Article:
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How are light years are measured? I remember the distance between earth and moon are measured by the delay in light which travels and comes back. But how are light years calculated?

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closed as unclear what you're asking by Rob Jeffries, Kyle Kanos, Brandon Enright, Danu, John Rennie Dec 23 '14 at 7:29

Please clarify your specific problem or add additional details to highlight exactly what you need. As it's currently written, it’s hard to tell exactly what you're asking. See the How to Ask page for help clarifying this question.If this question can be reworded to fit the rules in the help center, please edit the question.

If the question is supposed to be How are distances of the order of light-years measured?, see also – Qmechanic Dec 7 '11 at 8:42
Hi Jeyanth, and welcome to Physics Stack Exchange! It's really not clear what you're asking. Could you edit your question to clarify that? – David Z Dec 7 '11 at 10:35

We don't directly measure distances to anything light years away by timing light.

"Light year" is just a unit of distance like a mile or kilometer. We know how fast light goes in 1 second, we know how many seconds in a year and so we know how many meters (or miles) are in a light year.

To learn how we actually measure distances to stars see How do you measure distance to stars within the galaxy?

edit A light year is now defined as 9,460,730,472,580,800 m = 299 792 458 m / s * 365.25 * 24 * 60 * 60s (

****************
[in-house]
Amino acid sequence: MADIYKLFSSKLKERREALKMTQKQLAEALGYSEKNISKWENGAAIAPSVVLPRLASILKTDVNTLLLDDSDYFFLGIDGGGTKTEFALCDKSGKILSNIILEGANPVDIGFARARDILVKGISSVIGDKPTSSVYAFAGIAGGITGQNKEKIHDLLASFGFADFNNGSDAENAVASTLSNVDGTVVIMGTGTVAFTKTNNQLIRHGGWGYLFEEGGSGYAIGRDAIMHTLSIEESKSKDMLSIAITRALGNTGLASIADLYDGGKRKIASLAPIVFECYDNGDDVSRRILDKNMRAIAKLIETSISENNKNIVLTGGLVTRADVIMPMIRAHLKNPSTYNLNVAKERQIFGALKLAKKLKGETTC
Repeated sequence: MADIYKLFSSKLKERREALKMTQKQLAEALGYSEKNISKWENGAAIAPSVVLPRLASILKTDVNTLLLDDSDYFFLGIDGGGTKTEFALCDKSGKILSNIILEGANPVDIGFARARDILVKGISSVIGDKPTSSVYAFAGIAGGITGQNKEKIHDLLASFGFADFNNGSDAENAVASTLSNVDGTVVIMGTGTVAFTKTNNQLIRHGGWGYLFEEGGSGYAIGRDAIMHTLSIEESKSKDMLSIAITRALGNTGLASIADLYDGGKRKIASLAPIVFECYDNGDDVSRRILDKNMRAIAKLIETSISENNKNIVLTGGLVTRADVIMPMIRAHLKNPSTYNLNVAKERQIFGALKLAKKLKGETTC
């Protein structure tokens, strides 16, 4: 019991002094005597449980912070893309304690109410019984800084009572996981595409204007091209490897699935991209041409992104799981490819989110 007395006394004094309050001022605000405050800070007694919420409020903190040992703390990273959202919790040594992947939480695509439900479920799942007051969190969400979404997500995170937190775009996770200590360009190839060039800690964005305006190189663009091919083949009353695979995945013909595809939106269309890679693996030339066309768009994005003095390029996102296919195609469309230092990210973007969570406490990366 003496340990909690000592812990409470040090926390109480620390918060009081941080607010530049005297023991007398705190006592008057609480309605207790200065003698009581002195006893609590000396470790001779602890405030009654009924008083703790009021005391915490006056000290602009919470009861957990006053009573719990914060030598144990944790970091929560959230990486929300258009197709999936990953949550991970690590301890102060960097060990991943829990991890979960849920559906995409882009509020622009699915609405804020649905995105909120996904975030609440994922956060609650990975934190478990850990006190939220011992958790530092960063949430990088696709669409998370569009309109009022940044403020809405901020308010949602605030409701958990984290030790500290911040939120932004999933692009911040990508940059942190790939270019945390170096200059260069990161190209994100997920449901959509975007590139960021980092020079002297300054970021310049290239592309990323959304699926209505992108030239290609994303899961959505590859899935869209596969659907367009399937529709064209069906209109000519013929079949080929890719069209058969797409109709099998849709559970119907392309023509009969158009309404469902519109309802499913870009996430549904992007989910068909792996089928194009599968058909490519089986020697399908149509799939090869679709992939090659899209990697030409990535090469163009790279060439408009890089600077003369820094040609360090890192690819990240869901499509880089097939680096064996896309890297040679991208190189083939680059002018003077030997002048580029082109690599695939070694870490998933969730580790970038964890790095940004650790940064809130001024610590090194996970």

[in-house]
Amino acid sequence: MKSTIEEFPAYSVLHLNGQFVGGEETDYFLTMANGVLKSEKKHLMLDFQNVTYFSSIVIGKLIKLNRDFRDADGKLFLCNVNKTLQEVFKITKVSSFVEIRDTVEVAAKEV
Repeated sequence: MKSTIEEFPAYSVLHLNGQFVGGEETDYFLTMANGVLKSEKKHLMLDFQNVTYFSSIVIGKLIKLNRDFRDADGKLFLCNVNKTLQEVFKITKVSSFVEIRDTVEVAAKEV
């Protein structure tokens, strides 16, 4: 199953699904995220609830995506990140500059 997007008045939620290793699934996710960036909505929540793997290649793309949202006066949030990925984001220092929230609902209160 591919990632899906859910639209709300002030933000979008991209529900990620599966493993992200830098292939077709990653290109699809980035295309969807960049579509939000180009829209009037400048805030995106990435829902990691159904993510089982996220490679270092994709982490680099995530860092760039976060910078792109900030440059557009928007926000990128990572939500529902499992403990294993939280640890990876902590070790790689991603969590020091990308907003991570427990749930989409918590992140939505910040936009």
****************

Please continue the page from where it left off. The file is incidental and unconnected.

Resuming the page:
Since the speed of light is constant and we are able to measure time very accurately we now actually define the meter in terms of the distance light travels in a fraction of a second - so as measurements of the speed of light improve it's actually the length of a meter that changes.

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The specific conversion factor is 1 light year = 9,460,730,500,000,000 meters. – AdamRedwine Dec 7 '11 at 17:20
I thought it was 9,460,730,472,580,800 m (299,792,458 × 365.25 × 86400). – Edgar Bonet Dec 8 '11 at 15:43
I object to quoting the light year to this many (13) significant digits. Although the IAU "defined" a year as 365.25 days (which is of course not the mean length of a year over a longer period - because of the "no leap year in 100's except 400's" rule) and the speed of light is also set by definition (9 digits), you do everyone a disfavor by assuming this means you can just multiply and consider every digit significant. Makes my skin crawl. – Floris Dec 23 '14 at 3:11
@Floris if you are in charge of fixing the defn of 'year' and the speed of light is fixed then you can have pretty much all the decimal places you want ;-) – Martin Beckett Dec 24 '14 at 4:25
@MartinBeckett I know that - I am saying that "all the decimal places I want" is fewer than the number presented. I don't want that many. I can think of no use for them. Can you? There are just so many reasons why a length measurement that spans light years can never be accurate to that many digits. – Floris Dec 24 '14 at 4:30

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